Facebook privacy

Digesting the New Facebook Privacy Guidelines

Privacy and social media somehow always end up in the same conversation these days. From professional athletes foolishly tweeting offensive remarks to corporate brands saving face after a social media fumble, social content is generally met with varying opinions on open-source platforms like Twitter. In the world of Facebook, the social user’s engagement experience is limited to his or her network of friends (unless hash-tags are used).

But a burgeoning issue for Facebook privacy involves advertisers and the information that we share with them. Unfortunately, the new Facebook privacy guidelines neglect to address a popular concern for granting advertisers unfettered access to millions of Facebook user profiles. And instead, the ever-popular social media platform remains a portal to a dystopian, Orwellian world dominated by big brother. It won’t be long before Facebook users are literally swimming in targeted ads.

Facebook privacy guidelines have hardly changed. It’s the presentation that is different. We should all take note of that.

The reality is that no matter how many times Facebook privacy rules change, Facebook will take the strategic angle of downplaying surveillance advertising in favor of making sure you are safe within your own network of friends. Any Facebook privacy “changes” are only illusory – a fact that is supported by Facebook’s ironic copy campaign which declares “You’re in Charge.” The red herring of it all is that Facebook wants you to care about which of your friends can see what posts you make because this lets users feel as if they’re in control. Yet, Facebook doesn’t answer to your Facebook friends! They prefer to mingle with advertisers who have deep pockets. And thus, you do not (and will not) have the right to prevent advertisers from accessing your personal information. Creepy, invasive native ads will only continue to get creepier.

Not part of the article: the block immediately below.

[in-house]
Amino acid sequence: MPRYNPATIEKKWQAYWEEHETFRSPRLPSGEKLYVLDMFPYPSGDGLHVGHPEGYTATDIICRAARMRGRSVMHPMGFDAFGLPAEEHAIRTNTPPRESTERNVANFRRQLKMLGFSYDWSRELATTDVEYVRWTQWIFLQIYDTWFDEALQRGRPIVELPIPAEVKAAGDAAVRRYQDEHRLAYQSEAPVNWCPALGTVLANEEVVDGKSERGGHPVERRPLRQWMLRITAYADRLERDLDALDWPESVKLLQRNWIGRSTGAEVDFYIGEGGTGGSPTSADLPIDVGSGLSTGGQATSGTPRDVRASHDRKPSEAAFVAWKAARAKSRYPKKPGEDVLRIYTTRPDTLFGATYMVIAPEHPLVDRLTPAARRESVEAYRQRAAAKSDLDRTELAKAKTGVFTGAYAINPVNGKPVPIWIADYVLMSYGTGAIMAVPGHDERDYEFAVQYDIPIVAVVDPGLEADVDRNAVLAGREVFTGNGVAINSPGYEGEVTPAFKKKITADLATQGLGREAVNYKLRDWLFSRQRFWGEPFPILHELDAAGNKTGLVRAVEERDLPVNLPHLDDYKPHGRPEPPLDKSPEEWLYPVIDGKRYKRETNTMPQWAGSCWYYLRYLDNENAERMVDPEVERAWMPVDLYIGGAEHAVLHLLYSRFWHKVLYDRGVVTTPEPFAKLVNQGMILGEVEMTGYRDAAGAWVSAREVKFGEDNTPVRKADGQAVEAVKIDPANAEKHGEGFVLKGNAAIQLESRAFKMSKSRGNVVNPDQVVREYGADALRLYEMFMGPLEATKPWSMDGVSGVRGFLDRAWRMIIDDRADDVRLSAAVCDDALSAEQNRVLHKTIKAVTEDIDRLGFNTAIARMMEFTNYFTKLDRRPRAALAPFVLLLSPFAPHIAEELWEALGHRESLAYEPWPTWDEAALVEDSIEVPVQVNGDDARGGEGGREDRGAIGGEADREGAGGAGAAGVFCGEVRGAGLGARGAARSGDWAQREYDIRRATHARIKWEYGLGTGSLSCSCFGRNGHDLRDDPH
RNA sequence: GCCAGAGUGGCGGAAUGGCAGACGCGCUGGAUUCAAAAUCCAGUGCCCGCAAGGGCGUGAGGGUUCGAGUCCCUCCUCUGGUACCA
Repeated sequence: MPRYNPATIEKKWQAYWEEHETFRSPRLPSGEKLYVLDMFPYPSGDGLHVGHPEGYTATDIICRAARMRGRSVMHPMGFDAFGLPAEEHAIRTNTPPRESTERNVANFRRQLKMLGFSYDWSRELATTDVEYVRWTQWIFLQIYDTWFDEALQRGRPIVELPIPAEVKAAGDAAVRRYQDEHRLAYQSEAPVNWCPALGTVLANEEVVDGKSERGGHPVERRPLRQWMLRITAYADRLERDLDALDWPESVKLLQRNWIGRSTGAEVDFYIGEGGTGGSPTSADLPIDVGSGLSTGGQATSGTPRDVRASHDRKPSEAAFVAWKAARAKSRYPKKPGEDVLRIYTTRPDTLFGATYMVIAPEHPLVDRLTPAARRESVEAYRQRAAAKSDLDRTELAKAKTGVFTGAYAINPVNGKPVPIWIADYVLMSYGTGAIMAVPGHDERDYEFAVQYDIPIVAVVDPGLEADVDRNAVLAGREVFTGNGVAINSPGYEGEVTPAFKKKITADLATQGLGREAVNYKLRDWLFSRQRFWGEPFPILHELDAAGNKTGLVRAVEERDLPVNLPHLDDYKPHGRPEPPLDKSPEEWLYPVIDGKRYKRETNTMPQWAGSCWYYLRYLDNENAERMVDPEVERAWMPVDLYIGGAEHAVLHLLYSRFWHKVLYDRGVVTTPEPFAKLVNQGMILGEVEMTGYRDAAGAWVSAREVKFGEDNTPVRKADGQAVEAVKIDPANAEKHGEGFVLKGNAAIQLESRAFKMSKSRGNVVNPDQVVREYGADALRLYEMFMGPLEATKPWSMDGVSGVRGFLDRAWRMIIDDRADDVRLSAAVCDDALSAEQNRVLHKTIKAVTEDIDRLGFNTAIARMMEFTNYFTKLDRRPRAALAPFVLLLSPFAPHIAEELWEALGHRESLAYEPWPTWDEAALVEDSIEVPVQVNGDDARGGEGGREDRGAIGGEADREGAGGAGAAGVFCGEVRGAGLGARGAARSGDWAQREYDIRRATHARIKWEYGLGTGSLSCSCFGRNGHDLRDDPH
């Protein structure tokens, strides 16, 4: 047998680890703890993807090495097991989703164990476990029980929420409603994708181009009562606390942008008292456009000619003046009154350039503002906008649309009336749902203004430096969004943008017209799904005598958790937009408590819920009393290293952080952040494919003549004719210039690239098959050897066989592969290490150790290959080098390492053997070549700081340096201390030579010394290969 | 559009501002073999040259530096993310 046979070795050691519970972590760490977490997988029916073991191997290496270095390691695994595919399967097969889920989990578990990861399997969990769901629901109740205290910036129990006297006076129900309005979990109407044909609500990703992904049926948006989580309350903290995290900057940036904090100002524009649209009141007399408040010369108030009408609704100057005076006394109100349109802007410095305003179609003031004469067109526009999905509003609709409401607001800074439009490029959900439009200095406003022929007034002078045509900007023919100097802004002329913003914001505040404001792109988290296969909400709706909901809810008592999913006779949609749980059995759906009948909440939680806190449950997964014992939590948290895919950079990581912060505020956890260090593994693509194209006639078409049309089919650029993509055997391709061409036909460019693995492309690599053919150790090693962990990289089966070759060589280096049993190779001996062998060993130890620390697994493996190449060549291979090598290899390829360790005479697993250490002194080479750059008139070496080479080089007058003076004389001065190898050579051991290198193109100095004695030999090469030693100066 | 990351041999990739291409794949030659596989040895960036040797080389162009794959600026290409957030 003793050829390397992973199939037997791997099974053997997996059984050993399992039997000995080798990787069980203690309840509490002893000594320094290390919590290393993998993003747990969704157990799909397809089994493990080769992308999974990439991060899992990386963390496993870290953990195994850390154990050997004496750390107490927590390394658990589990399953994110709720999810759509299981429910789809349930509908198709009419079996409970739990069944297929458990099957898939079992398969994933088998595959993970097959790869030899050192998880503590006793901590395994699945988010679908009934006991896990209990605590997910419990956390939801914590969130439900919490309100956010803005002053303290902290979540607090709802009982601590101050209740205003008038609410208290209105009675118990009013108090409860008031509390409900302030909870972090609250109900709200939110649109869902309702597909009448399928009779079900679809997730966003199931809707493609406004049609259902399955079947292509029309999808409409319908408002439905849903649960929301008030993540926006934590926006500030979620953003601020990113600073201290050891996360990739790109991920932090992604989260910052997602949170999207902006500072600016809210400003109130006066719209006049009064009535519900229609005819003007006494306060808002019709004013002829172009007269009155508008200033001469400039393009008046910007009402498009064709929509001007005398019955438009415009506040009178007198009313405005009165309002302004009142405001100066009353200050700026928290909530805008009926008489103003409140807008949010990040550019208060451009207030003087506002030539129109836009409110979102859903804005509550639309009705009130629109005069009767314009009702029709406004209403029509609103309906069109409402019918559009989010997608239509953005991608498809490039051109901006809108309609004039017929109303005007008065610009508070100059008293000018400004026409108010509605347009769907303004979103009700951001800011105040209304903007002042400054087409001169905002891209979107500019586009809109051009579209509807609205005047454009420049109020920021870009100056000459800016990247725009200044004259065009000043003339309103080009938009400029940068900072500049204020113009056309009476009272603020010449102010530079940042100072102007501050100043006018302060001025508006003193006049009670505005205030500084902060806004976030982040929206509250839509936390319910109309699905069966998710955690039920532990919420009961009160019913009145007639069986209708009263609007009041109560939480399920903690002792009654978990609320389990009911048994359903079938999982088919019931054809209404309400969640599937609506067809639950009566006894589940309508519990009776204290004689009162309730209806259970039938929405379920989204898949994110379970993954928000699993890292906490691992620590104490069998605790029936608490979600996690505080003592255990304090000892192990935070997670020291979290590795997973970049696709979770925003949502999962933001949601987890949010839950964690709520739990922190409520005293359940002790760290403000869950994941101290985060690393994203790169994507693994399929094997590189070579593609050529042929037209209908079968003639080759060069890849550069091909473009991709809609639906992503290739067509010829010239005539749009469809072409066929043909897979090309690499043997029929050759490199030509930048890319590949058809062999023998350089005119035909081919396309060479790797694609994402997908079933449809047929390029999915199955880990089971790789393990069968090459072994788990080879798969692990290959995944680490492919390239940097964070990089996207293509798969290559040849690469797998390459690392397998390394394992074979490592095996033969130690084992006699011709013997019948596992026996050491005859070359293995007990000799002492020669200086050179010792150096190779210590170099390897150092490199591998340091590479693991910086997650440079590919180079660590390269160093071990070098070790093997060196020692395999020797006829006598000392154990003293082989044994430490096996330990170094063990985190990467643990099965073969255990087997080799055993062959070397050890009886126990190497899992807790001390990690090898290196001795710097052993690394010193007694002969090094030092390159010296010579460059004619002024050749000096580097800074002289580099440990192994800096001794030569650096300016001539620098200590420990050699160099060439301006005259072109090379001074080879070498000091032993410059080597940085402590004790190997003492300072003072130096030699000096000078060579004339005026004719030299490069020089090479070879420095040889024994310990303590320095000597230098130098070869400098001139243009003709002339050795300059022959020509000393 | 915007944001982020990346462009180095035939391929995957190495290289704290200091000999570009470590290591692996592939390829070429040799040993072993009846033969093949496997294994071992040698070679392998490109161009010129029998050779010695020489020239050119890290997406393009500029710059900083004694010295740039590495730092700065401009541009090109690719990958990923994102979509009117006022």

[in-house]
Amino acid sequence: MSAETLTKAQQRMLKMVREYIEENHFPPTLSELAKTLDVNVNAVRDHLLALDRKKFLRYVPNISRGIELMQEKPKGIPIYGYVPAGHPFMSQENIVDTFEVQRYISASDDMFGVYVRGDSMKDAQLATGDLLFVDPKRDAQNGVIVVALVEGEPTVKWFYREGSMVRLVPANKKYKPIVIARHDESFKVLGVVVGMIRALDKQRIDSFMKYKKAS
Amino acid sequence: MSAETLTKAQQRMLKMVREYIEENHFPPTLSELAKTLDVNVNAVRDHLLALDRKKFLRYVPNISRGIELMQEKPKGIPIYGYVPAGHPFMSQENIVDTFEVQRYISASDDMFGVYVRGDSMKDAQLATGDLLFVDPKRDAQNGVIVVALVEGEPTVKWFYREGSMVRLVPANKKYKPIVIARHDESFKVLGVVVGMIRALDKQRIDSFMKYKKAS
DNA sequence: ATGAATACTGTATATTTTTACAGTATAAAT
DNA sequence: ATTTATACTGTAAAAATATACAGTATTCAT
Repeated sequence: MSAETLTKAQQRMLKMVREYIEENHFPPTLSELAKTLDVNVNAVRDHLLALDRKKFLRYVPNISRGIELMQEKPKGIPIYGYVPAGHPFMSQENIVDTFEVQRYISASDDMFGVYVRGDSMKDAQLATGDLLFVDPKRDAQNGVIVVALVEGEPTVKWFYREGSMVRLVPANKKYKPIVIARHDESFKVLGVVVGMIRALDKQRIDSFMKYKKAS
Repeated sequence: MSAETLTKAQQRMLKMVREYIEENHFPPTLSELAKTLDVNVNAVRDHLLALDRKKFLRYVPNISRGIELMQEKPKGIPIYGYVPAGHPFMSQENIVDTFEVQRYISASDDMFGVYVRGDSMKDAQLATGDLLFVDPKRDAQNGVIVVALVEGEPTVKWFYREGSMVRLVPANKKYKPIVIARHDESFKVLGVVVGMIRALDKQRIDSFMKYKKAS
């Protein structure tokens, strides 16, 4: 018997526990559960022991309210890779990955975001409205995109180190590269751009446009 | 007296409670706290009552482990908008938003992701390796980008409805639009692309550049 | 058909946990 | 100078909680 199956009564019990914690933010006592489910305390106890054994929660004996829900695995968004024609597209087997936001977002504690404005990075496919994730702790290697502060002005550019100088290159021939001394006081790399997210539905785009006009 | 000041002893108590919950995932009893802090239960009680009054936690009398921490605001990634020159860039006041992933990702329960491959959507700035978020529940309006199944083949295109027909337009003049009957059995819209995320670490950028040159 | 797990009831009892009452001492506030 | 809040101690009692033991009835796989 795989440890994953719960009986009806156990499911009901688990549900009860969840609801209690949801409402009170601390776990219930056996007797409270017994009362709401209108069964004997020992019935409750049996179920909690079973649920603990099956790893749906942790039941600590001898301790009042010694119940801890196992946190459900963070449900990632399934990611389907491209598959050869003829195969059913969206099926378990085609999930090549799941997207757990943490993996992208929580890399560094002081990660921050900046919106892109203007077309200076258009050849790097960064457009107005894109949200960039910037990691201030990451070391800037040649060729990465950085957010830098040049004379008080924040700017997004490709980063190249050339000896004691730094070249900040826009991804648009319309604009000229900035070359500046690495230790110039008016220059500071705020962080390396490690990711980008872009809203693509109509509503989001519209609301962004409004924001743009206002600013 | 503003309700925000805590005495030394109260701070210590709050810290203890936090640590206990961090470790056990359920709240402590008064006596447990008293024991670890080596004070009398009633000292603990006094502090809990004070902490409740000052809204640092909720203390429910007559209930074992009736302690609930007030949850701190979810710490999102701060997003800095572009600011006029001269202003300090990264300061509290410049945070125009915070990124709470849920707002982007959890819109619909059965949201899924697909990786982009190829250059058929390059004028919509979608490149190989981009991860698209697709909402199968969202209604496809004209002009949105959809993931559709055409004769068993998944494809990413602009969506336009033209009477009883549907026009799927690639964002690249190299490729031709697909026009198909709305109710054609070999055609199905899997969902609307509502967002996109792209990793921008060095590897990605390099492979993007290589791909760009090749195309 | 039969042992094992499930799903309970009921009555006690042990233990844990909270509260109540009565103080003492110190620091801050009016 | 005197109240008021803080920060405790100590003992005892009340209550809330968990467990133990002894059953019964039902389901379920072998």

For advertisers, Facebook is a playground. Generating leads and geo-targeting customers is a piece of cake – and even our agency takes advantage of this sometimes. The issue, however, is not advertising itself. Instead, the larger issue is that advertisers know us better than our own Facebook friends. They latch on to our social personas and follow us around the interwebs, monitoring our habits for commerce and leaning over our shoulder when we read about the local weather. Advertisers are simply becoming too powerful and too intelligent. But it’s not just a Facebook problem. It’s a social media problem. It’s institutional. And every PPC platform on the internet is in on it.

An overhaul of the system might be in order before Facebook Privacy becomes a big problem.

If Mark Zuckerberg wants to be a leader in meaningful social media privacy protection, he should confront Facebook privacy guidelines head-on by offering users a “Do Not Track” feature, similar to what Mozilla Firefox has adopted. It’s the right thing to do. This probably all sounds psychotic and paranoid. But then again, we’re an ad agency. A protected consumer is in the best interest in the long run for our clients and our industry. Up until now, the only true protection against advertisers users have is to opt out of advertising from specific brands by selecting “Hide all ads from x brand” or “I don’t want to see this.”

Other than that, instead of the annual Facebook privacy update from corporate, a more useful disclaimer should liken to the labels we see on cigarette boxes and read something like: “Warning: The social network you are about to join will invade your privacy by funneling thousands of advertisers with more information about yourself than most of your friends would know. They’ll have more dirt on you than the NSA. Good luck.”

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